5. Lepercolonist says:

    I did not have the pleasure of reading Captain Randy. His story, ‘Disgusting’ on Dick Puddlecote’s site is one of the funniest blogs I have ever read.

  6. Rose says:

    Nearly there

    A summary of mortality and incidence of cancer in men from the United Kingdom who participated in the United Kingdom’s atmospheric nuclear weapon tests and experimental programmes

    Richard Doll 1988

    “Most of the differences observed between the participants and controls were interpreted as due to chance, but some may be due to differences in smoking habits.”

    “We will provide £25 million to help our eldest veterans, including nuclear test veterans.”
    George Osbourne”

    The Mirror doesn’t quite have it right.

    “Victims of Britain’s nuclear test programme could finally get compensation, David Cameron has signalled.
    The Prime Minister said he was determined to “seek a resolution” for the nuclear test veterans.

    A recent study found children born to the 22,000 British troops sent to witness blasts in the South Pacific in the 1960s had 16 times the normal rate of birth defects.

    Mr Cameron came under fresh pressure to act when questioned by Tory MP John Baron in the Commons.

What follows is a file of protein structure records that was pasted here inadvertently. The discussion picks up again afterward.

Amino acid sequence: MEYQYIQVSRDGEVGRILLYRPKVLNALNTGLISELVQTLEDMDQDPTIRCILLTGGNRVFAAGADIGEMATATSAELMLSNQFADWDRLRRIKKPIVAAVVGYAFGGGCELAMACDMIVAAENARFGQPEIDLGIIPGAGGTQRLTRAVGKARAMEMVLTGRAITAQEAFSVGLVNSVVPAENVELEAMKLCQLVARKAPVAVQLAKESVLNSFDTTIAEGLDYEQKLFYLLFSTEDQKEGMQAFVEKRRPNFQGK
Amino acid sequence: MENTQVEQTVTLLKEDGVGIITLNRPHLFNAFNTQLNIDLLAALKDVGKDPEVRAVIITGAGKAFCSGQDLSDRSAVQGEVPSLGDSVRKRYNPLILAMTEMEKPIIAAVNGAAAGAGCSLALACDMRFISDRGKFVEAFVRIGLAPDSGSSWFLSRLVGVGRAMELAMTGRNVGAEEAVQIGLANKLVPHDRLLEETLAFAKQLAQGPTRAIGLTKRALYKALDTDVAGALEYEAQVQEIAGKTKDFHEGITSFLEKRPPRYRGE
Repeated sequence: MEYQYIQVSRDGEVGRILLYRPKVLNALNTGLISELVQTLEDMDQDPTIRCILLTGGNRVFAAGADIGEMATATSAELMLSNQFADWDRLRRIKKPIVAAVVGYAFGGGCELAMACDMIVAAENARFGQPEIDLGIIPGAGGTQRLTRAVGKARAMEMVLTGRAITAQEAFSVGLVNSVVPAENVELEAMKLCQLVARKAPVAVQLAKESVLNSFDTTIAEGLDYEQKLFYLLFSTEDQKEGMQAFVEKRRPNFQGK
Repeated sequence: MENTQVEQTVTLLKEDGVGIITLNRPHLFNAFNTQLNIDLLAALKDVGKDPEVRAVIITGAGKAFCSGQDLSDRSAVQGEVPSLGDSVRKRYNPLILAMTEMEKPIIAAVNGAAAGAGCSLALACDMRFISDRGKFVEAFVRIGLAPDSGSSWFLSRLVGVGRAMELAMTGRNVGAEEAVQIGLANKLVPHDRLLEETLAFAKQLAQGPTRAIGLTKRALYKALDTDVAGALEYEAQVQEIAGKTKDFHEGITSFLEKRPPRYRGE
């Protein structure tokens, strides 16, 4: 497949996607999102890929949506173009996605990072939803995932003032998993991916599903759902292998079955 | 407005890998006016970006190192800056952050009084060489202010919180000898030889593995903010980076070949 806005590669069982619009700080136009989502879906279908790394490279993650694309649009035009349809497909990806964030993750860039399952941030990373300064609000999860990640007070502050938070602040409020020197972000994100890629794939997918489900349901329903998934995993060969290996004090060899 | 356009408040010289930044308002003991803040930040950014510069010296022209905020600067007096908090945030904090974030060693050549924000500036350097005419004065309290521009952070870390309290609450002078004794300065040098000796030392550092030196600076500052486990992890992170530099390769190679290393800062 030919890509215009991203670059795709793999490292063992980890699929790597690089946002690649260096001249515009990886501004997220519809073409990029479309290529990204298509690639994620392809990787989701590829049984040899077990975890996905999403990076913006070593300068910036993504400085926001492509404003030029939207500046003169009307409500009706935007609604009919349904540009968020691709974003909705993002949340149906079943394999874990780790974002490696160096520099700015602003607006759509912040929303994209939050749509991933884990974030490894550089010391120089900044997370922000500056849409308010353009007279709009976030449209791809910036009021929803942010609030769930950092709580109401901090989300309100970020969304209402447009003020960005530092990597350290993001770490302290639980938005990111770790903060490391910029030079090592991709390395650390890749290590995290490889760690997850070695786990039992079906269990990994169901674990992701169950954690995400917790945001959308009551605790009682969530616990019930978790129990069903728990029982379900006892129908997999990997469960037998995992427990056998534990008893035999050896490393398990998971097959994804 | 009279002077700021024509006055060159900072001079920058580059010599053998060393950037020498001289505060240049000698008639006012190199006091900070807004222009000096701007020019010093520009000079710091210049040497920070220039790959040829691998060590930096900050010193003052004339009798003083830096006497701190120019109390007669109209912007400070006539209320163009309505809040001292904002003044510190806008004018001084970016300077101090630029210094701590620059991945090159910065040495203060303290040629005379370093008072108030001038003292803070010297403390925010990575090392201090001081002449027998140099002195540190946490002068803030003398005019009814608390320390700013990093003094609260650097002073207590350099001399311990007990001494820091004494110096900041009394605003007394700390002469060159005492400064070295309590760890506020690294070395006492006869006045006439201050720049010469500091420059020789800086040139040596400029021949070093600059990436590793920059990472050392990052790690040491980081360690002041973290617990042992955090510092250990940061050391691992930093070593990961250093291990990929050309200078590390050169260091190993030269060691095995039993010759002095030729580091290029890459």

Mr Baron wants the Government to make a payment of £25 million to a charitable fund tasked with helping the veterans and their children.

    “After all, we only had to ask them once to do their duty and stand in front of a nuclear bomb,” he said.”

  7. smokingscot says:


    How odd. Seems Mr. Osborne’s gone against his pledge of last year (to stick to the 2% above inflation escalator on tobacco duty) and left it unchanged.

  8. beobrigitte says:

    You wouldn’t think that there was a UK General Election in less than two months.

    We sure don’t. However, neither of the two big parties is giving people their social life back. They have stated the opposite. Labour wants to go further; it intends to kill all smokers. And, of course, the tobacco industry.

    I don’t know about everyone else. Prior to the smoking ban a cigarette was not something important. I smoked a lot less than I do now. NOW A CIGARETTE IS IMPORTANT. In the last 13 month I lit a lot of them. Funerals of politically correct youngsters do that to you. And, even without this, we are aware of being kicked out everywhere, being bullied to become a “huddle” of smokers in some corner.
    First question: WHY do you think we baby-boomers “want” to continue to be part of the work force PAST our retirement age? Because ‘we all live longer’? We, the baby-boomers grew up with cigarettes – and passive smoke. How come it kills all the ‘poor chiiiiiiildren’ nowadays whilst we – the baby-boomers – are denied the pension age of 60?